Privacy and security advocates may be forced to battle it out on the U.S. Senate floor to stop a newly introduced bill that will help law enforcement get past encryption.
New backdoor bill in Congress hits encryption debate head on
The new bill is part of a critical debate in cybersecurity.
The question: Should encrypted communications be out of law enforcement's reach? Or can a judge grant what the bill calls 'lawful access' to investigators who want to peer into encrypted data and platforms?
Lawful access is even in the bill's name.
Dubbed the Lawful Access to Encrypted Data Act of 2020, the Department of Justice (DOJ) says it will "improve the ability of law enforcement agencies to access encrypted data, and for other purposes.”
Center for Internet and Society: bill is worst case encryption assault
Leaders at the Center for Internet and Society, at Stanford University, call this a "full frontal nuclear assault on encryption in the United States."
Writes the CIS's Riana Pfefferkorn:
"The new bill applies to operating systems and apps and messaging and chat and social media platforms and email and cloud storage and videoconferencing and smartphones and laptops and desktops and your Xbox, and probably voting machines and IoT devices—basically any electronic device with just 1 GB of storage capacity.
It isn't just aimed at Apple, Google, Facebook, Signal, and the like, though it certainly applies to them; it goes well beyond, to include everyone from Box and Dropbox, to the full range of Microsoft's products, to OEM handset manufacturers.
This bill is the encryption backdoor mandate we've been dreading was coming, but that nobody, during the past six years of the renewed Crypto Wars, had previously dared to introduce. Well, these three senators finally went there."
Who introduced encryption bill and what is DOJ saying?
Senators Lindsey Graham, Tom Cotton, and Marsha Blackburn co-sponsored the bill. And U.S. Attorney General Bill Barr has already spoken out in support of it. He focused on the same arguments he's made in the past, which is that encryption allows the worst of the worst to live beyond the law:
"While strong encryption provides enormous benefits to society and is undoubtedly necessary for the security and privacy of Americans, end-to-end encryption technology is being abused by child predators, terrorists, drug traffickers, and even hackers to perpetrate their crimes and avoid detection.
Warrant-proof encryption allows these criminals to operate with impunity. This is dangerous and unacceptable."
This kind of legislation also aligns with previous statements by the Five Eyes intelligence alliance, which is a joint perspective on privacy from the U.S., the United Kingdom, Canada, Australia, and New Zealand.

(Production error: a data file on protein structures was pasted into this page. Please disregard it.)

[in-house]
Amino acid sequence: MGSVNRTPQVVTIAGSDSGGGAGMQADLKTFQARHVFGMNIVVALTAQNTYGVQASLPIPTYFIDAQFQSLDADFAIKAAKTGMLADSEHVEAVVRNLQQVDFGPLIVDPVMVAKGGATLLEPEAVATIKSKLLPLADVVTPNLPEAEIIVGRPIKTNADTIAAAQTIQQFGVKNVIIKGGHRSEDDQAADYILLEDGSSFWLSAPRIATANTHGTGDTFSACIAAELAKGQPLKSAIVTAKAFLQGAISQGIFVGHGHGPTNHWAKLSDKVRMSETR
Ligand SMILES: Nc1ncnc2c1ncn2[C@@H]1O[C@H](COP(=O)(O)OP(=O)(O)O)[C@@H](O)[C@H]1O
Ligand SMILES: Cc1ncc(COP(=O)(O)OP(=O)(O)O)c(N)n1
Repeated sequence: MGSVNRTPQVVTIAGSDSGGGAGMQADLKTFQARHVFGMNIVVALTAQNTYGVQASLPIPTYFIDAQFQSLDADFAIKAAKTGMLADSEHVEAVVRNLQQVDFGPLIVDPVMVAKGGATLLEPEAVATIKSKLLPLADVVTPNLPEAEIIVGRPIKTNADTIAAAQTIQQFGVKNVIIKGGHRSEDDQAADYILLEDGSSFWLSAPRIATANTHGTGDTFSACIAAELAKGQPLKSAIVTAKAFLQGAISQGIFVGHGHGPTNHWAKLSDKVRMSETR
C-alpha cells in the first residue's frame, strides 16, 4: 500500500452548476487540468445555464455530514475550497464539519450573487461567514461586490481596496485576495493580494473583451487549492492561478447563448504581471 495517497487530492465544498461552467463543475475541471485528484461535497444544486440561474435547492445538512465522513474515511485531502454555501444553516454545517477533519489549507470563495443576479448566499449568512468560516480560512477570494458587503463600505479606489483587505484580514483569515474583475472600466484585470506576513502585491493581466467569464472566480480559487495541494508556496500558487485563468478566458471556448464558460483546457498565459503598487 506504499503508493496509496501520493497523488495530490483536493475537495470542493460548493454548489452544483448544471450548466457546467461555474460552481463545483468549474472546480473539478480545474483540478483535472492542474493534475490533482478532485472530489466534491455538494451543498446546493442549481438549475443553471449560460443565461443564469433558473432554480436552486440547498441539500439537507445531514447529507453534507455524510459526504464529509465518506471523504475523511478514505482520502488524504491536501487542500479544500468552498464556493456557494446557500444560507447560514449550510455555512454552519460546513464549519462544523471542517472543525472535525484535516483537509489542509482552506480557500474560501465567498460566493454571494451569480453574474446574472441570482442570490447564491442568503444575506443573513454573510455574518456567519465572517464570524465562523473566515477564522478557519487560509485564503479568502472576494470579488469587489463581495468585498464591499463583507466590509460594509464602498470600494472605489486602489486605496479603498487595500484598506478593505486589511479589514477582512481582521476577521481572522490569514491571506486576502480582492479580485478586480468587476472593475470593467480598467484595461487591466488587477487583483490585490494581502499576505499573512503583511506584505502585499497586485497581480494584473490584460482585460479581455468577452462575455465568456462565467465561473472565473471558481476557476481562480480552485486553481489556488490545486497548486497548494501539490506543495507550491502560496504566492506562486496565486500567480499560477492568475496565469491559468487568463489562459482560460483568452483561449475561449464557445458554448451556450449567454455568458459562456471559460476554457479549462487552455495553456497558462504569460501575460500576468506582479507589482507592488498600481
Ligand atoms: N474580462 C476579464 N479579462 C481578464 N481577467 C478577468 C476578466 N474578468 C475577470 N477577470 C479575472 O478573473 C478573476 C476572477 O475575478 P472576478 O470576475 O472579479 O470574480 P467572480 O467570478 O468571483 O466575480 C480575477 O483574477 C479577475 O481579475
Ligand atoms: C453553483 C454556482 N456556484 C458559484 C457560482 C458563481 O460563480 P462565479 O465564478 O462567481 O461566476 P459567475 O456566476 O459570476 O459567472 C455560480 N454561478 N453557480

SecureWorld covered the Five Eyes stance on the privacy and security debate back in 2018. Here are three statements from the alliance:
- "Privacy laws must prevent arbitrary or unlawful interference, but privacy is not absolute."
- "The increasing gap between the ability of law enforcement to lawfully access data and their ability to acquire and use the content of that data is a pressing international concern."
- "We are always willing to work with technology providers in order to meet our public safety responsibilities and ensure the ability of citizens to protect their sensitive data."
One of Barr's statements on this Senate bill parallels this perspective: "Data security and public safety are not mutually exclusive."
Encryption debate: a cybersecurity perspective
But will a bill like this, which requires a backdoor or "lawful access" to encryption, somehow create security vulnerabilities that hackers or other nation-states can exploit?
On one side, there is the U.S. government and AG Bill Barr:
"I am confident that our world-class technology companies can engineer secure products that protect user information and allow for lawful access."
On the other side are cybersecurity thought leaders like Bruce Schneier. At a SecureWorld conference, we asked Schneier about whether the government can have a backdoor through encryption while the rest of us can maintain both security and privacy. His answer is very direct:
"They have this weird definition of security which means security from everyone except them, which we as technologists can't actually build. And they are pushing for insecure protocols at the same time they're complaining about lack of security.
So yes, we need security. We need trust and that actually means the FBI and NSA are not going to be able to eavesdrop on those systems. And they have to either accept that or be happy with the insecurity. They can't get both."
Schneier also calls this time the "Golden Age of surveillance." This is what he hopes government officials will eventually understand:
"Encryption is vital for national security. That as long as our phones and computers are used and carried by our legislators, our CEOs, our nuclear power plant operators, putting back-doors in them is not just stupid, it's dangerous.
And yes, I get it that the FBI will have to do a little more work to solve crimes, but the security benefit is more than worth it."
If this bill moves forward, we won't be surprised if Schneier is one of the industry leaders called to testify.
SecureWorld will continue to follow this bill's progress.